By Zac Poonen
There are four things that I would like to mention concerning Spirit-filled service, from the words of the Apostle Paul.
A love-slave: First of all, Spirit-filled service is the service of a love-slave. In Acts 27:23, Paul says, “…the God whose I am and whom I serve”. He was a love-slave of his God. He retained no right to his own life. He had given everything to his Master. And so, when a person gives his entire life to God, he is not doing God a great favour. No! He is only returning to God what he had stolen from Him. If I were to steal a man’s money and later, convicted of my sin, were to return it to him, I would certainly not be doing that man a favour. I would go to him as a repentant thief. And that is the only proper attitude in which we can approach God when we come to give our lives to Him. God has purchased us. When we recognize that, we arrive at the only proper basis for consecration. Paul was a love-slave of the Lord. Like the Hebrew slave, who could go free in the seventh year of his service, but chose to continue in that service because he loved his master (Exod. 21:1-6), Paul served his Lord. He was not a hired servant who worked for wages, but one who served without any rights of his own. God is looking for those who are so yielded to Him, that they will look to Him always to see what He wants them to do – and not busy doing what they feel they should do for God. A slave does not go around doing whatever he feels like. No. The slave asks his master, “Master, what do you want me to do?” And he does what he is told. The Bible says, “The most important thing about a servant is that he does just what his master tells him to” (1 Cor. 4:2-LB).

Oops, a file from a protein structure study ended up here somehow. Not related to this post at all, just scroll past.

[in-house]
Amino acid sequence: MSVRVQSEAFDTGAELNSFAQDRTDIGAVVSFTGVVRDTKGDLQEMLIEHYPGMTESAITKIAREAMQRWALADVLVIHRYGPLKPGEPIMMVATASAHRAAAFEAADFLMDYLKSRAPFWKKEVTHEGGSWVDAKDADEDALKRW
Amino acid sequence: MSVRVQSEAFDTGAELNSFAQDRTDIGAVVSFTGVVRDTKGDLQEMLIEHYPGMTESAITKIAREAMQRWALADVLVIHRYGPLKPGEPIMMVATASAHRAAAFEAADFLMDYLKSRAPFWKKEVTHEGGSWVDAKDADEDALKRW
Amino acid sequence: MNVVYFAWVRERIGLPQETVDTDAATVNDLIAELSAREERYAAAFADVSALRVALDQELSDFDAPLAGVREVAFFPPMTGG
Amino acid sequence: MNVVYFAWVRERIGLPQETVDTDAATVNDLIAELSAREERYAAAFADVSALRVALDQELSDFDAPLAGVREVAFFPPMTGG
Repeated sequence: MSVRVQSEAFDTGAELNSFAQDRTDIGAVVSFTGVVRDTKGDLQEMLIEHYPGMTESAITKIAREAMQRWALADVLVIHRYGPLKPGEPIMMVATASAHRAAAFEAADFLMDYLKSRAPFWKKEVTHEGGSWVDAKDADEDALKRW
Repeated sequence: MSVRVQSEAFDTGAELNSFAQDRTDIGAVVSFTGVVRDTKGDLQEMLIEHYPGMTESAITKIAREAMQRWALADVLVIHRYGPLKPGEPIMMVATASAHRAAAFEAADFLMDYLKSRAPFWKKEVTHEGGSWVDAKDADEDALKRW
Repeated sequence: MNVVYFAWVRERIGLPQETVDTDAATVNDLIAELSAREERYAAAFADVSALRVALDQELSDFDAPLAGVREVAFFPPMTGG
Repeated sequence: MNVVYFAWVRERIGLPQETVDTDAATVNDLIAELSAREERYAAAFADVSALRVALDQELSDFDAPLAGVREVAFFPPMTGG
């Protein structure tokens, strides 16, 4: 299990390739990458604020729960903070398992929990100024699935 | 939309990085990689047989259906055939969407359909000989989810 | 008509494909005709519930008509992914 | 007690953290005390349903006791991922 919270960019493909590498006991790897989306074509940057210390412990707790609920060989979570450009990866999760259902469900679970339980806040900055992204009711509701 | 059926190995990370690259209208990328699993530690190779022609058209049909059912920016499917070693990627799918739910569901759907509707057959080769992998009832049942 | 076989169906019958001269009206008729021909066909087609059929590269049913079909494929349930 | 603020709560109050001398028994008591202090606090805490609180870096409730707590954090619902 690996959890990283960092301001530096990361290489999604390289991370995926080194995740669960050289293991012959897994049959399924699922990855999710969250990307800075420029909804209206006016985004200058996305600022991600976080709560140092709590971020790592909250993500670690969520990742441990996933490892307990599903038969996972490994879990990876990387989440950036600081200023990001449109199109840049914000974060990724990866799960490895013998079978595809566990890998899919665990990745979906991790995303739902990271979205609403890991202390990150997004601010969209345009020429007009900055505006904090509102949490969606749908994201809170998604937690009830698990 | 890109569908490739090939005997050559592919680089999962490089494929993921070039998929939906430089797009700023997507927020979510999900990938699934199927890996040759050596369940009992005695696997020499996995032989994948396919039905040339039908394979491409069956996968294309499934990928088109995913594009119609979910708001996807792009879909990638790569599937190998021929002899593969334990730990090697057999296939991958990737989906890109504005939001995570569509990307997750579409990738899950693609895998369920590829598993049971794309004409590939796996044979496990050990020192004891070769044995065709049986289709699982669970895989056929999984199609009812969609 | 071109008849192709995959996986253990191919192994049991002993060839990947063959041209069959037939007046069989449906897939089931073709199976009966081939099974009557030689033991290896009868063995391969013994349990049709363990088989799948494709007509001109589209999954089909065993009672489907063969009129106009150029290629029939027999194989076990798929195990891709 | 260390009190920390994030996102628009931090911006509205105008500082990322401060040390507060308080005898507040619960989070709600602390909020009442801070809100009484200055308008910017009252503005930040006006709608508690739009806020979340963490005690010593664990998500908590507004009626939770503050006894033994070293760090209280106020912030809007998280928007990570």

Evangelistic passion: Secondly, Spirit-filled service, is a service that recognizes its debt to others. Paul said, “I am a debtor to the Greeks (civilized) and to the barbarians (uncivilized)” (Rom. 1:14). God has given us a treasure to share with the world. We are like post-office employees who have been entrusted with a large amount of money to be given to various people as money-orders. Such an employee remains in debt to those others until he has finished paying off to each one his due. He may have thousands of dollars with him, but not one cent of it is his. He is a debtor to many. The Apostle recognized a similar debt when God entrusted him with the message of the gospel. He knew it had to be given out. And he also knew that he would remain in debt to others until he had given them the message of salvation. After twenty-five years spent in preaching the good news, Paul still says, “I am a debtor,” and he tells the Roman Christians that he is ready to come to Rome to clear his debt to the people of Rome. Notice the three “I am”s of Paul in Romans 1:14-16: “I am a debtor…I am ready.. .I am not ashamed to preach the gospel”. Spirit-filled service is outgoing. Recognizing its debt to others, it is always ready to go and discharge that debt. Spirit-filled service has an evangelistic passion and is perpetually outgoing. It is concerned with the needs of others and not its own satisfaction. Christ Himself never once sought His own satisfaction (Rom. 15:3).